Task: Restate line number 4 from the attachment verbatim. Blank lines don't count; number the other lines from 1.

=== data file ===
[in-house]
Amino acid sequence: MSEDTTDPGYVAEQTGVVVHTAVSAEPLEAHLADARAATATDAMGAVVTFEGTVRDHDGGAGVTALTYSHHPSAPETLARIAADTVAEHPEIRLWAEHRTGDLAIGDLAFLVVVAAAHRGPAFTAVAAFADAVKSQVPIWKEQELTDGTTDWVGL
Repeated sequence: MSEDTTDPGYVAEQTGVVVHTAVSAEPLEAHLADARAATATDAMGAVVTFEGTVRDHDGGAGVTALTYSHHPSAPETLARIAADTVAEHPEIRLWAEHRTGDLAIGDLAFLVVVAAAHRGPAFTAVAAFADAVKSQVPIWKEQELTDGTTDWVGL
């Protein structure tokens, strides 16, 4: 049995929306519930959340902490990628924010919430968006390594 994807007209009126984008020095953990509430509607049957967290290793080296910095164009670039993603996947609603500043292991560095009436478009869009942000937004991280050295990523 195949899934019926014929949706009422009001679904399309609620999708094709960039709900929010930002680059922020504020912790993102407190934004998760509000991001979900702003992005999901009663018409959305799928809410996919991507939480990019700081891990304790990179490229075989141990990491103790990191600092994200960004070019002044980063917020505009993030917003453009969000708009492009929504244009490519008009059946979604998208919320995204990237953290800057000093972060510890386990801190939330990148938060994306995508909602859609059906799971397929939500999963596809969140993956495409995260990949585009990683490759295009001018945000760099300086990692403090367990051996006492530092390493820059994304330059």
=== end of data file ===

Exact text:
């Protein structure tokens, strides 16, 4: 049995929306519930959340902490990628924010919430968006390594 994807007209009126984008020095953990509430509607049957967290290793080296910095164009670039993603996947609603500043292991560095009436478009869009942000937004991280050295990523 195949899934019926014929949706009422009001679904399309609620999708094709960039709900929010930002680059922020504020912790993102407190934004998760509000991001979900702003992005999901009663018409959305799928809410996919991507939480990019700081891990304790990179490229075989141990990491103790990191600092994200960004070019002044980063917020505009993030917003453009969000708009492009929504244009490519008009059946979604998208919320995204990237953290800057000093972060510890386990801190939330990148938060994306995508909602859609059906799971397929939500999963596809969140993956495409995260990949585009990683490759295009001018945000760099300086990692403090367990051996006492530092390493820059994304330059």